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Declarations: the constitution of condominium corporations

Our previous post on special assessments highlighted various benefits buyers enjoy when they purchase condominium units. These benefits include flexibility, affordability, a sense of community and access to on-site amenities. In today’s post, we will examine condominium declarations and their importance to prospective buyers.


What is a Condominium Declaration?

A Condominium Declaration is the constitution of the condominium corporation ("condo"). It provides details of the condominium to which it relates, and it is usually drafted by the builder or developer’s firm. The Declaration specifies information on that condominium, such as the type of units and their boundaries, amenities available, common elements of the condominium that unit owners would share, and elements exclusive to units. It is important to note that Declarations vary with each condo, so common and exclusive elements would differ from one condominium building to the other.


As stated earlier, the Declaration determines types of units and how unit owners can use them. In the 2017 case of TSCC No 1556 and No 1600 v Owners of TSCC No 1556, 2017 ONSC 6542, the Court refused to amend the condo’s Declaration that expressly allowed short-term rentals in the condo building. The Declaration was not inconsistent with the Condominium Act, municipal zoning by-laws or restrictive covenants. However, in another case, Ottawa-Carleton Condo Corp 961 v. Menzies, the Court held that short-term rentals are not permissible because they breached the condo’s Declaration. Since a Declaration is an important document that establishes a condo corporation, it is sometimes difficult to change the content. Where it needs to be changed, there must be written consent of 80% or 90% of unit owners in the building. This is provided for under Condominium Act, 1998, SO 1998, c 19, s 107.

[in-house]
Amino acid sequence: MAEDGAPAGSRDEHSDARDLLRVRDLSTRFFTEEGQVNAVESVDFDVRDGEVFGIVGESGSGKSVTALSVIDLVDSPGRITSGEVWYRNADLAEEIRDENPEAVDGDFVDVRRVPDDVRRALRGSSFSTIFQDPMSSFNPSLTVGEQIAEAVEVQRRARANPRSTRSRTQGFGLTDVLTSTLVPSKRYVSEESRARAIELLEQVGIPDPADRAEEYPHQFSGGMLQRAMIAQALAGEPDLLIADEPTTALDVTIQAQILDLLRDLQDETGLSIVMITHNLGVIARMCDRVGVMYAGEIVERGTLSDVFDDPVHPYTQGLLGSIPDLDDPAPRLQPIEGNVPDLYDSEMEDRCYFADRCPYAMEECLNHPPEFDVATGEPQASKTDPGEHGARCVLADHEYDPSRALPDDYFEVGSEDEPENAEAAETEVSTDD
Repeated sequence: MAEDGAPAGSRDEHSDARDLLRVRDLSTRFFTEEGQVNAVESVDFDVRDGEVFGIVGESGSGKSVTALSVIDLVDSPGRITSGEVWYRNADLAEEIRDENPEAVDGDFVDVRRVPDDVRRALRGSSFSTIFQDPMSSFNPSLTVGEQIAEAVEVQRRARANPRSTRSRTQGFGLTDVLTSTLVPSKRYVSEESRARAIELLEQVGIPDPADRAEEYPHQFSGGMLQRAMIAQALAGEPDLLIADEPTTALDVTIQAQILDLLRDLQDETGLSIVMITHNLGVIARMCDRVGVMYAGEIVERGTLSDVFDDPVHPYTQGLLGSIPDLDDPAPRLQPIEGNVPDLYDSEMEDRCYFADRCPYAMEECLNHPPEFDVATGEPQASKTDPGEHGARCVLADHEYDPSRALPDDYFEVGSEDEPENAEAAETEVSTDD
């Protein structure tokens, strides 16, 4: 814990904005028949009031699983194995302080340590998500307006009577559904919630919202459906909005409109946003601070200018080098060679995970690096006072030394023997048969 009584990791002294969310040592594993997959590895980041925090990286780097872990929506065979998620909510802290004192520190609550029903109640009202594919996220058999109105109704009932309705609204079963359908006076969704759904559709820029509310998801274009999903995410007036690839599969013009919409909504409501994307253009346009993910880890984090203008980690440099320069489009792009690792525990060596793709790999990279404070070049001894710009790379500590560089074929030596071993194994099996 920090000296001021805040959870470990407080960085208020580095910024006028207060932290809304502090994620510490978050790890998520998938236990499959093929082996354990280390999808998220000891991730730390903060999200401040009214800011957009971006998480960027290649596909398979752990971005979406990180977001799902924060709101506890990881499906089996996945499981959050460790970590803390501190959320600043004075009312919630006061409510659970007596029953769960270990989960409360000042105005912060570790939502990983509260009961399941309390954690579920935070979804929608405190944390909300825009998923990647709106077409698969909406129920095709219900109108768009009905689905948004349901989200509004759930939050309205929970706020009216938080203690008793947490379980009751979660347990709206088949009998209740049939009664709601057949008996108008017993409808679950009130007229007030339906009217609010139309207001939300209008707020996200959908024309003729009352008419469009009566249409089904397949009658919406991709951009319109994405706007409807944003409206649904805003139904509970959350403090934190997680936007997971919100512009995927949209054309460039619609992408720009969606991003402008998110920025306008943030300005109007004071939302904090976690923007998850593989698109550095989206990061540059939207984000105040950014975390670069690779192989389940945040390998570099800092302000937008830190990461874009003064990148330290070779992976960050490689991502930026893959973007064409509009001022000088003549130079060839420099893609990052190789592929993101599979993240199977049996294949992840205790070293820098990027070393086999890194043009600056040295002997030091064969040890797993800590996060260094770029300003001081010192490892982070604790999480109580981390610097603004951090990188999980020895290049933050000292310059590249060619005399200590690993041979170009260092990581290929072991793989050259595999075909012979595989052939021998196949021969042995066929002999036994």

Declarations also contain restrictions that every unit owner must comply with. This could include pet restrictions, smoking restrictions and other limits. Owners are usually given the Declaration and disclosure statement to sign before occupying their condo and are bound to obey the limits stated in the Declaration.


In the 2021 case of Urmila Holding Inc. v Anand Holdings Inc., 2021 ONSC 2707, the Court had to determine whether a tenant’s use of his unit as a dental clinic was allowed under the exclusive usage provisions stated under the Declaration. Dr. Anand was granted a 10-year use of the unit as a dental clinic. He tried to renew for another 10-year term when the term expired but was granted only five years. He then discreetly purchased the adjacent Unit 21 and moved his clinic from Unit 20 into the new unit. Urmila contested this because it violated the exclusivity right to use Unit 20 as a dental clinic and was against the Declaration. However, Dr.Anand argued that he could transfer the exclusive usage granted to him under the Declaration as long as he gave written consent to the tenant in Unit 20: himself. The Court held that the Declaration allowed Dr. Anand to transfer the exclusive dental usage to Unit 21 but only for his remaining term as a tenant in Unit 20.


Declarations are critical documents for prospective buyers and may contain technical terms that Buyers may not understand. It is therefore essential to speak to a legal professional to discuss these details before signing any documents.


At Northview Law, we would love to discuss any questions about how Declarations might affect you, and any other real estate concerns you may have. You can book a free consultation with Northview Law by following this link, or contact us at 416-639-7639. We look forward to hearing from you soon.